Saturday, July 1, 2017

PRIMROSE LANE by Debbie Mason

Publisher:   Forever
Published:  June 27, 2017
ISBN:        978-1455537235
Genre:       Contemporary Romance, Women’s Fiction
Format:     Print
Obtained via:  Publisher  
Reviewed by name and email address:  Gina




Olivia Davenport has been living a secret life.  Or is it Dana Templeton? But things have finally settled down for her and she’s close to enjoying her life. She is finally on the mend from losing her son and husband.  But a voice from her past keeps reaching out to her—a voice she doesn’t want to hear.

Finn Gallagher, a doctor who has been working with Doctors Without Borders, has been stuck at home for the past few months. Not that he doesn’t love his family—but he’s ready to return to his work. He cannot, however, until he’s recovered from the injuries that sent him home in the first place. And really, the last thing he wants, is for his match making relatives to find him a wife. And…he definitely does not want to get matched up with Olivia. Not because she isn’t attractive—it’s just that she’s got too much baggage for a man who just doesn’t want any commitments. But when that voice from Olivia’s past comes to her present, he cannot help but step in and help the woman out. 

Or did he create a bigger problem?

I’ve been enjoying Debbie Mason’s Harmony Harbor series and was looking forward to her latest, PRIMROSE LANE. Somehow it just didn’t evoke the same emotions the earlier books did for me.  We had bits of Olivia’s character in the earlier books. In PRIMROSE LANE, her and Finn’s story we learn more about her and her struggles.  The loss of a child, especially when the other parent essentially leaves you and the child to deal on your own is perhaps one of life’s most cruellest events. Olivia’s story is a sad one and even though she pulls out of this downward spiral, I didn’t really warm up to the character. She’s likeable and determined. She just didn’t resonate with me as a character.

The character I really didn’t like was Georgina “George”, the child foisted on Olivia. She reminded me way too much of those bratty children you see in restaurants where the parents do nothing about their acting out, forcing the rest of us to have to listen to their screaming and yelling and watch them throwing food around.  While their parents may enjoy having food tossed around and the disruption that follows in their children’s wake, I’m in the camp that does not appreciate them.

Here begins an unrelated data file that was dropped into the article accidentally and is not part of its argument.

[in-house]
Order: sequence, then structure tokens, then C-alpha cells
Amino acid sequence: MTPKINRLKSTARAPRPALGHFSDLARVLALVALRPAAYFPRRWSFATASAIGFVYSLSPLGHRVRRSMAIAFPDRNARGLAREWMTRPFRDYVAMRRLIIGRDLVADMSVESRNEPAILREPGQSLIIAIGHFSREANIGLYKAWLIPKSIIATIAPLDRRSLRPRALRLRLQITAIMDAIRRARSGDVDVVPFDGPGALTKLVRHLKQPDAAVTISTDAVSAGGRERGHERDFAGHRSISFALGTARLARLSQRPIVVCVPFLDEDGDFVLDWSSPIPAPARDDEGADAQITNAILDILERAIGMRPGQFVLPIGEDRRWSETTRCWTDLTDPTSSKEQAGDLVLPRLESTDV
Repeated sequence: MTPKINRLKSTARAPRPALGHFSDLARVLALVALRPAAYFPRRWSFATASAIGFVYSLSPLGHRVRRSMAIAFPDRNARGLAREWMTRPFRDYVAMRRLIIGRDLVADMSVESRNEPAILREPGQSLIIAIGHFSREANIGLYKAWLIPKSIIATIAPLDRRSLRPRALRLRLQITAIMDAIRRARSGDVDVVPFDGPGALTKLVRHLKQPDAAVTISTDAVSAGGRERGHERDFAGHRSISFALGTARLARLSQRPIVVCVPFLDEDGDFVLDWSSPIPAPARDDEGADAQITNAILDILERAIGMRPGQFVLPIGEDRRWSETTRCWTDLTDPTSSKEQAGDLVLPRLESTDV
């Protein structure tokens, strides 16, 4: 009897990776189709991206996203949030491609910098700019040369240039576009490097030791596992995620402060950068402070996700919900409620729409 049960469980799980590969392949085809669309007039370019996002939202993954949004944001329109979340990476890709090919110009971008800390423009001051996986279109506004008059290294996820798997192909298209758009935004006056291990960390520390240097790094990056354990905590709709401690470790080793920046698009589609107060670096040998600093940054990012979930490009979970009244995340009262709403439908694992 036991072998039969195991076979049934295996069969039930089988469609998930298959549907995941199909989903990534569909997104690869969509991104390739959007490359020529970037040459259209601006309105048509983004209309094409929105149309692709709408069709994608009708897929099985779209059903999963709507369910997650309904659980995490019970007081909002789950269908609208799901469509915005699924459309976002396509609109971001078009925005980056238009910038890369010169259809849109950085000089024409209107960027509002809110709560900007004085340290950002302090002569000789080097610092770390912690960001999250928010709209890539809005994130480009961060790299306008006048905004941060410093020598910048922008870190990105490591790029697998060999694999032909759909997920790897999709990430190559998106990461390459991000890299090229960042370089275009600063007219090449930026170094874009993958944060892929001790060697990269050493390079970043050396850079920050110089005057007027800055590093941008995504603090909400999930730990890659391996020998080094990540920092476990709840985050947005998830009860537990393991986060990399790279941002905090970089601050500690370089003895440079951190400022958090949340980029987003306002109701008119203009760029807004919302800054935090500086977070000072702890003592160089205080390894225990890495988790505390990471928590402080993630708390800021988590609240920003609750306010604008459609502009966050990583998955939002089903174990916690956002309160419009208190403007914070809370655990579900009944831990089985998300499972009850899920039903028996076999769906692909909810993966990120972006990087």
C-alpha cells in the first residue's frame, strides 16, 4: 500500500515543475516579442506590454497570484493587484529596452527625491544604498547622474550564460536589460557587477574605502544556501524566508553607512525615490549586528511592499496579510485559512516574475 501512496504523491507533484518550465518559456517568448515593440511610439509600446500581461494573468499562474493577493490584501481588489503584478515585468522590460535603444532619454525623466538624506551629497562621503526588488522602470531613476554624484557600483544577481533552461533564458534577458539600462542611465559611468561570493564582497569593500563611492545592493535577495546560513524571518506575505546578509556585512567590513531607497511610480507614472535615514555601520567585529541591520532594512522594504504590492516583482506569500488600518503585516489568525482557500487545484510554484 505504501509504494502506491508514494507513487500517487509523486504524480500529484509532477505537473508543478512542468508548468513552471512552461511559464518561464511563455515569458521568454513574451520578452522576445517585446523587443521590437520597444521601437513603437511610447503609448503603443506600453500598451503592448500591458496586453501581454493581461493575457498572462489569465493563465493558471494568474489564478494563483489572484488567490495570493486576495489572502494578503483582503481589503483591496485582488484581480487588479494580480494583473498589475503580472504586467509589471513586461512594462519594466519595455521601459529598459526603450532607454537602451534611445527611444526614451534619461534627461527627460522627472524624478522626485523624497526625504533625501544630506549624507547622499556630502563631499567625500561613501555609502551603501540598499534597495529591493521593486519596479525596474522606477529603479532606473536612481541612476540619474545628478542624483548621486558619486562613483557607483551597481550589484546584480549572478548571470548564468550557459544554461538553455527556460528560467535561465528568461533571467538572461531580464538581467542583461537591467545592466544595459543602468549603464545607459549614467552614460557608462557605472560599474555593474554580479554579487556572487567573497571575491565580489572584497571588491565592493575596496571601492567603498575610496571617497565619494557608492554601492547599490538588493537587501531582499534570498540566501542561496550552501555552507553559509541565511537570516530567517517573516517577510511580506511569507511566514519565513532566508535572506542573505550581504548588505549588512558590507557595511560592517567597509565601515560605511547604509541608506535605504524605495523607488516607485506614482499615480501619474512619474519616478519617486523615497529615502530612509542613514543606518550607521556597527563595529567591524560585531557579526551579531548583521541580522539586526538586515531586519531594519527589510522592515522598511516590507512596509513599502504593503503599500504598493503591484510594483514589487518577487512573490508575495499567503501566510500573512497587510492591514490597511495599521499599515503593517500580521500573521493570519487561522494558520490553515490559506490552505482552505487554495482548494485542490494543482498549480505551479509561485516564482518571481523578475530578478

That was George to a T.  And the way the rest of the characters catered to George each time she did something destructive was exactly the way the parents of the brats in restaurants act….they coo at the child that it’s wrong, but do nothing to put a stop to the behaviour. I cheered Olivia on when she brought George to Nathan’s parents…and thought she was an idiot when she went back and got her.  Yes, we learn what drives George and she turns out decent, but for how long until she doesn’t get her way again? If I had not committed to a review of this book I would have stopped reading at the beginning of George’s tantrums. I got it that she had to act out to make the story work...but a few less instances and some remorse on her part would have made her a bit more likeable to me.

I did enjoy Jasper, Colleen and, most of all Simon. Those three make the stories fun and entertaining. Okay--admittedly, I adore Simon.  They make the series—and would make for great characters in a cozy mystery series. They gave the ending a wonderful dramatic turn.


It wasn’t a bad read—just not my favorite in the series.


This is an objective review and not an endorsement of this book.



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